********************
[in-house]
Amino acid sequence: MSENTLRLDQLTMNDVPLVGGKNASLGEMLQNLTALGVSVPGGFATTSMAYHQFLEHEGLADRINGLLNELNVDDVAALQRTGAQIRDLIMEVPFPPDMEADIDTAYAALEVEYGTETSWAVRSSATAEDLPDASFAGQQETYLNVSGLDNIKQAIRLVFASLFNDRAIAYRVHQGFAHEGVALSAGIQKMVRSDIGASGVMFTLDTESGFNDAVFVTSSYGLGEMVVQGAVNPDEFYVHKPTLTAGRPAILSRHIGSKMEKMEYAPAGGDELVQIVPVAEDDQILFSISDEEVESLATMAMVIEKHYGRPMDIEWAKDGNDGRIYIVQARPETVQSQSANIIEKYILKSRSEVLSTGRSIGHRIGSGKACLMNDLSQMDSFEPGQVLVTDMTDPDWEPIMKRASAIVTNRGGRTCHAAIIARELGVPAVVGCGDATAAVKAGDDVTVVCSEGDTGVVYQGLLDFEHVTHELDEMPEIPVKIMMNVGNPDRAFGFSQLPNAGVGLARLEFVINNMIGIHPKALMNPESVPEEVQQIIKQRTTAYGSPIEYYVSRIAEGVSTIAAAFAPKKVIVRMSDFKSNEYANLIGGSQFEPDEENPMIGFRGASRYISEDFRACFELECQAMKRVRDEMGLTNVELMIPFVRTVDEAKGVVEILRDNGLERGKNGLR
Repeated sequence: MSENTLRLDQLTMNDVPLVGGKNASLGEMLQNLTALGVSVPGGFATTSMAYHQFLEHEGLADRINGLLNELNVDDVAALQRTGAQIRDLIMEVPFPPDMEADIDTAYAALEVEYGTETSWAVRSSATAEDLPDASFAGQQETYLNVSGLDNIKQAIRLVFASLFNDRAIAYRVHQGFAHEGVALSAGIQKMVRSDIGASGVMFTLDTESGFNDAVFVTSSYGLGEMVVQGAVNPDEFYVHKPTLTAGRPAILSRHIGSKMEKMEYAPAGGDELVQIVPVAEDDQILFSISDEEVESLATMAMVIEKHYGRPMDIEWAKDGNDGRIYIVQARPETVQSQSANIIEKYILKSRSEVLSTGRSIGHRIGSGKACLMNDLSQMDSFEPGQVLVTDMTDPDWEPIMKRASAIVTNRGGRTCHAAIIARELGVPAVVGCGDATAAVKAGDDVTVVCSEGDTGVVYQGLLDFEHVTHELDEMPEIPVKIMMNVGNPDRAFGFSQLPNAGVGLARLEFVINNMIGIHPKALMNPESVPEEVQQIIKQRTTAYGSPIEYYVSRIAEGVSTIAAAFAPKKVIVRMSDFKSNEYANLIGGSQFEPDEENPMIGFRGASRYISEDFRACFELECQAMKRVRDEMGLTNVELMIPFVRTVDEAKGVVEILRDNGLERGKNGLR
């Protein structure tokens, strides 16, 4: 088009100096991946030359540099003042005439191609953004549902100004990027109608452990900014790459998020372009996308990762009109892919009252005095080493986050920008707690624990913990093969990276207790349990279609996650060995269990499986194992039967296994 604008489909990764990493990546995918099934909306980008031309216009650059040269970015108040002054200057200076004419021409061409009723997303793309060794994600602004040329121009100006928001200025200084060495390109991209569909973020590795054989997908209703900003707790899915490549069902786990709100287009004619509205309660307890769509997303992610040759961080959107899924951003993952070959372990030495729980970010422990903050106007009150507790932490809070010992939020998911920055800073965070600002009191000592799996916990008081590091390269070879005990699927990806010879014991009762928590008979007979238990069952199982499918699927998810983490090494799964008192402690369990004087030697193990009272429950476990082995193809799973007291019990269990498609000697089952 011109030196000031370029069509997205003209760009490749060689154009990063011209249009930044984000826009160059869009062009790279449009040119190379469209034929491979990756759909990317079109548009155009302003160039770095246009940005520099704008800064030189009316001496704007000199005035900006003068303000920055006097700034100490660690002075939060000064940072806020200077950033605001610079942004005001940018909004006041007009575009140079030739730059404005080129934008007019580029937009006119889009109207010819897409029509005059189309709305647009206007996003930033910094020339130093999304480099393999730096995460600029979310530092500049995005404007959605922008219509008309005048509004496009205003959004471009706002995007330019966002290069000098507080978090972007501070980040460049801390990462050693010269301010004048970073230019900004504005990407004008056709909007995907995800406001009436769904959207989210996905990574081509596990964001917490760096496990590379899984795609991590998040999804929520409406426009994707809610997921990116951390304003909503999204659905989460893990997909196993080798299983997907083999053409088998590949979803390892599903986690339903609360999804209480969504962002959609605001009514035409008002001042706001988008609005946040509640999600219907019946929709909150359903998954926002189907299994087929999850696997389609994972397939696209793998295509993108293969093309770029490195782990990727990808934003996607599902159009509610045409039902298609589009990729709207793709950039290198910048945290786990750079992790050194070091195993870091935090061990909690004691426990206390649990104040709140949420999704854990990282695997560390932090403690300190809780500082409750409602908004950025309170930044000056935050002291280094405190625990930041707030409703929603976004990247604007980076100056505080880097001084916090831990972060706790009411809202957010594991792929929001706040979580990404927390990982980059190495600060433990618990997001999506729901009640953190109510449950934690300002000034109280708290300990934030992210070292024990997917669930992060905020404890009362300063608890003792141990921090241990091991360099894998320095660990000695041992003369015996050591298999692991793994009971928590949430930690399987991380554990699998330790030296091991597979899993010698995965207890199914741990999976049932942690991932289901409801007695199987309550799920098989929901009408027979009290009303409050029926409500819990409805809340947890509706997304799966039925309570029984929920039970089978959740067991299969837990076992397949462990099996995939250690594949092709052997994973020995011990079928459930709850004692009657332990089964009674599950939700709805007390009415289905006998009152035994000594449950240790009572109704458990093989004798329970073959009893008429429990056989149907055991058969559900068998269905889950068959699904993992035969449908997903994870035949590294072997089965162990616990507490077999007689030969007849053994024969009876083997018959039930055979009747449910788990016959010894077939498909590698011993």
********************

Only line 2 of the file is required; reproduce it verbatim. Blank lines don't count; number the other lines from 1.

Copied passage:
Amino acid sequence: MSENTLRLDQLTMNDVPLVGGKNASLGEMLQNLTALGVSVPGGFATTSMAYHQFLEHEGLADRINGLLNELNVDDVAALQRTGAQIRDLIMEVPFPPDMEADIDTAYAALEVEYGTETSWAVRSSATAEDLPDASFAGQQETYLNVSGLDNIKQAIRLVFASLFNDRAIAYRVHQGFAHEGVALSAGIQKMVRSDIGASGVMFTLDTESGFNDAVFVTSSYGLGEMVVQGAVNPDEFYVHKPTLTAGRPAILSRHIGSKMEKMEYAPAGGDELVQIVPVAEDDQILFSISDEEVESLATMAMVIEKHYGRPMDIEWAKDGNDGRIYIVQARPETVQSQSANIIEKYILKSRSEVLSTGRSIGHRIGSGKACLMNDLSQMDSFEPGQVLVTDMTDPDWEPIMKRASAIVTNRGGRTCHAAIIARELGVPAVVGCGDATAAVKAGDDVTVVCSEGDTGVVYQGLLDFEHVTHELDEMPEIPVKIMMNVGNPDRAFGFSQLPNAGVGLARLEFVINNMIGIHPKALMNPESVPEEVQQIIKQRTTAYGSPIEYYVSRIAEGVSTIAAAFAPKKVIVRMSDFKSNEYANLIGGSQFEPDEENPMIGFRGASRYISEDFRACFELECQAMKRVRDEMGLTNVELMIPFVRTVDEAKGVVEILRDNGLERGKNGLR